German Supermarket Clears Out Foreign Products To Make A Point About Racism
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Germany is an incredibly multicultural country, due in part to its membership of the European Union and its border policy which saw hundreds of thousands of refugees come through. But subsequently, a staggering number of hate crimes have been committed against immigrants.
However a German supermarket has taken the extraordinary step of removing all foreign objects for a day, to highlight to its citizens how much the country depends on outside sources.
The shelves at the Edeka supermarket in Hamburg were virtually empty, with signs posted around the store saying, 'this shelf is quite boring without variety' and 'our selection knows borders today'.
The Spanish tomatoes were gone, so too were the olives from Greece Cheese, meanwhile, was virtually non-existent. The campaign appears to have gone down well with people on social media.
Great idea. I commend Edeka in Hamburg for thinking of it! https://t.co/X1BHxmvWSc
- Barry J Reed (@TsarReed) August 21, 2017
Congrats #Edeka! Down with racism! No to #xenophobia https://t.co/XxtFwCfwaJ
- Levent Resul (@LeventResul) August 23, 2017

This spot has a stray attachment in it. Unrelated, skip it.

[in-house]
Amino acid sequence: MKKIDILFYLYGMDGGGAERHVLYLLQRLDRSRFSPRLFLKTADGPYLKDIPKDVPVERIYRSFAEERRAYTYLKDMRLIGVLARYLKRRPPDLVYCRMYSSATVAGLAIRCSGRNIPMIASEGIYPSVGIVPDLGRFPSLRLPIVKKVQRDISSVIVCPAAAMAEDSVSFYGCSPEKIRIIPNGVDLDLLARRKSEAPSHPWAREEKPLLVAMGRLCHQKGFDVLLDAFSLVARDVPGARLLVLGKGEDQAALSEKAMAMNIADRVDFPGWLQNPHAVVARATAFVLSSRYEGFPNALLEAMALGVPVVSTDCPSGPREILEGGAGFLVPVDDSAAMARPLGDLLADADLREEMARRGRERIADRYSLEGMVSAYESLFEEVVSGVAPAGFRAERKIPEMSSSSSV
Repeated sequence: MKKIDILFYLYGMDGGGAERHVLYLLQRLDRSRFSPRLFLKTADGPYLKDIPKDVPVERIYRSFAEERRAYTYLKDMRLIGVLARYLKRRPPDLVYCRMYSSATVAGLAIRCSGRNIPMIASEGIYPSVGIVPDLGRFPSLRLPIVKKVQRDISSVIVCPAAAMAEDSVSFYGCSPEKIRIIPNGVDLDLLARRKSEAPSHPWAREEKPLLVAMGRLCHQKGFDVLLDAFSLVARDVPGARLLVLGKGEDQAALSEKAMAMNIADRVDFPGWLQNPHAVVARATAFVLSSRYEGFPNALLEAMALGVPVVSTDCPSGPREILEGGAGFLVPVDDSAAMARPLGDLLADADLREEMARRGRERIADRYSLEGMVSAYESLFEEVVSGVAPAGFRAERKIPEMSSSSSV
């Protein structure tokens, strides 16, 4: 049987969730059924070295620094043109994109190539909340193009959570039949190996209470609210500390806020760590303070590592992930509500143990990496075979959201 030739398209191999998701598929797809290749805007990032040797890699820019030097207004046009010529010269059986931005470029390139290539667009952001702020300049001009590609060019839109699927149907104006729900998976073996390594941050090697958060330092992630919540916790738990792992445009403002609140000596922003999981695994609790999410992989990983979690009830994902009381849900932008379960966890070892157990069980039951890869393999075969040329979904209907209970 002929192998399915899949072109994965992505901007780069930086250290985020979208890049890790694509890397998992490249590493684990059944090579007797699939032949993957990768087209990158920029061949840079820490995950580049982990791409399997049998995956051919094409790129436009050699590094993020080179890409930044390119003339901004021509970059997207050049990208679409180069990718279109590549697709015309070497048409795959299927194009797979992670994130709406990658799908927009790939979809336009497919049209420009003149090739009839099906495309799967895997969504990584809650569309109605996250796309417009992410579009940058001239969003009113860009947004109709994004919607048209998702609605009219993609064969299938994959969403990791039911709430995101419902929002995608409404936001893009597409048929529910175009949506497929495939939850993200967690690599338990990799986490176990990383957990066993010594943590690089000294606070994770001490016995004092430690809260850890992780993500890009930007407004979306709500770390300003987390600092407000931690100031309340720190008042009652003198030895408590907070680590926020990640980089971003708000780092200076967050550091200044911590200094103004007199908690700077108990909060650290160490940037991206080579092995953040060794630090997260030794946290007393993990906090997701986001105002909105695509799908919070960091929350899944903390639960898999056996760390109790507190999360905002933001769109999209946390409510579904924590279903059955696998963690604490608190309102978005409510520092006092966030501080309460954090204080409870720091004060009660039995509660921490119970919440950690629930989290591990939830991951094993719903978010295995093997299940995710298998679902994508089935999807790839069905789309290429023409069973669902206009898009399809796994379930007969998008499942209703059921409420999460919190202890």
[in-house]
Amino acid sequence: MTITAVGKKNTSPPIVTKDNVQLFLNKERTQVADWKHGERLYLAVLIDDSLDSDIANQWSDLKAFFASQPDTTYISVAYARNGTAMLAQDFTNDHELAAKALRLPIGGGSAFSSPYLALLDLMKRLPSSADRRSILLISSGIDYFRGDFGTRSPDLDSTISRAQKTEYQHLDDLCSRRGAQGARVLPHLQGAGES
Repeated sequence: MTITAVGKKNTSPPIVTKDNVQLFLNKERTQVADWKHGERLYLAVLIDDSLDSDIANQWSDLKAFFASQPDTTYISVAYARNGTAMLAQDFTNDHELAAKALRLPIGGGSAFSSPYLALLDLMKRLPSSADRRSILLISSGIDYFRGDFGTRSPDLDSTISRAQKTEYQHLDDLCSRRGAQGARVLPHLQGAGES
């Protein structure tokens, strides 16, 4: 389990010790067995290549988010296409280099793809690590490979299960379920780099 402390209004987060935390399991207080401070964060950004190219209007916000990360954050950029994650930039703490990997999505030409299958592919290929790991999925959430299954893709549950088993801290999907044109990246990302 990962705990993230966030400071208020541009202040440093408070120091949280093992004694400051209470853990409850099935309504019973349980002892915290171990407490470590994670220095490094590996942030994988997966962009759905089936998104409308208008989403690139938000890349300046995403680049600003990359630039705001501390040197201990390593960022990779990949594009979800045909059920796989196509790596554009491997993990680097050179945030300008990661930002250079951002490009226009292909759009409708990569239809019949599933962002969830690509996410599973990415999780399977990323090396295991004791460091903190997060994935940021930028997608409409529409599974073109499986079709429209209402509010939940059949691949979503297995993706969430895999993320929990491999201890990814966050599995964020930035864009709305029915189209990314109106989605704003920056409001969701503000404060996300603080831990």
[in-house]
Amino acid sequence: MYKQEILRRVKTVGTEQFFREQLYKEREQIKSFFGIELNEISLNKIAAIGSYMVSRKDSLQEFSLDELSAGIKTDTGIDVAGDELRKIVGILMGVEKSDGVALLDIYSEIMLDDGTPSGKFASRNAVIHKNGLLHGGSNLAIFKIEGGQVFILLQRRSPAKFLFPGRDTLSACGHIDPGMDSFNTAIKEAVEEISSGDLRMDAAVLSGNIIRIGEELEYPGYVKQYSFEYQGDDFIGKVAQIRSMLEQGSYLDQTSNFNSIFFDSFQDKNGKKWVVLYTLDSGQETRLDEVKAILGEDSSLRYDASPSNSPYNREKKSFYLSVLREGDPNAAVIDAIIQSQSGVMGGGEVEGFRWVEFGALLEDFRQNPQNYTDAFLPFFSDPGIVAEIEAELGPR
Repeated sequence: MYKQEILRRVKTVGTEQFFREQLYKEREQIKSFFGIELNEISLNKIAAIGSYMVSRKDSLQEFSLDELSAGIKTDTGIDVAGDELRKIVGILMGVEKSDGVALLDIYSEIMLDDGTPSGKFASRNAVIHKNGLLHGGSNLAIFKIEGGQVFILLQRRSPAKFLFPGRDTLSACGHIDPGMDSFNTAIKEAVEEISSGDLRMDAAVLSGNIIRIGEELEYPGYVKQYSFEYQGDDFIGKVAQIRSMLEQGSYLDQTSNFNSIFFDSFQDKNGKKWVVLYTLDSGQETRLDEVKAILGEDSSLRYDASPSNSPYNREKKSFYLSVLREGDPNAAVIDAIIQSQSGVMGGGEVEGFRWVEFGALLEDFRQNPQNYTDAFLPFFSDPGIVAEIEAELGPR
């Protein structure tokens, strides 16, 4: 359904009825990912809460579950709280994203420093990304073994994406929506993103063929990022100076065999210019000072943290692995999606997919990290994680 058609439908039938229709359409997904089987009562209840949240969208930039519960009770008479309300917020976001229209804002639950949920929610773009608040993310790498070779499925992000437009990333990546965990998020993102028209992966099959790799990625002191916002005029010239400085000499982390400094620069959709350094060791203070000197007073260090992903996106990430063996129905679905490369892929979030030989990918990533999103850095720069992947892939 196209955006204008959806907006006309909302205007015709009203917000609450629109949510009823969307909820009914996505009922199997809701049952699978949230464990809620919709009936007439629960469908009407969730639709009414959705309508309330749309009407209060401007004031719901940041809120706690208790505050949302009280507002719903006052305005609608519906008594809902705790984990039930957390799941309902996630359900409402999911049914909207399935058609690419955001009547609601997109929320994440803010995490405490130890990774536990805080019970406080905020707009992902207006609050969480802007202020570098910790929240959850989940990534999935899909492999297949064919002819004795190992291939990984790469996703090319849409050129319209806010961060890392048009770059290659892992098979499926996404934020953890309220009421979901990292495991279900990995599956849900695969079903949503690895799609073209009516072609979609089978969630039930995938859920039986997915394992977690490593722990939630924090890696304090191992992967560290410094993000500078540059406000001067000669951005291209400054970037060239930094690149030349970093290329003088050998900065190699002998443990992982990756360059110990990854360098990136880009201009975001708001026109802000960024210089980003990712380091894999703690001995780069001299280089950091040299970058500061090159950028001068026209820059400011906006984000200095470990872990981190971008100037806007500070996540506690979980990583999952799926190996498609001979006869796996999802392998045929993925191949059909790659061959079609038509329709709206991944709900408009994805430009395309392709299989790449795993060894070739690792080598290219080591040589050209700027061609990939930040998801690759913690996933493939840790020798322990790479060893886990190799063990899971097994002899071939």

A spokesman for the company says: "Edeka stands for diversity, and we produce a wide range of food in our assortment, which is produced in the different regions of Germany.
"But it is together with products from other countries that we create the unique diversity that our customers value.
"We are delighted to have received a lot of positive feedback regarding Saturday's action."
At the start of the year, there were still more than 400,000 refugee applicants waiting for approval after arriving in 2015. Syrians made up the bulk of the group who arrived during the refugee crisis two years ago, followed by Afghanis, Iraqis, Iranians, Eritreans and Albanians.
Figures obtained by the BBC show that there were 10 attacks on migrants every day last year. Five hundred and sixty people were injured in targeted violence, with nearly 1,000 attacks on housing. Refugee organisations and volunteers also suffered the wrath of locals, with more than 200 being attacked.
Migrant figures have certainly dropped from their peak two years ago, after Germany closed the Balkan migrant route as well as sealing an EU deal with Turkey.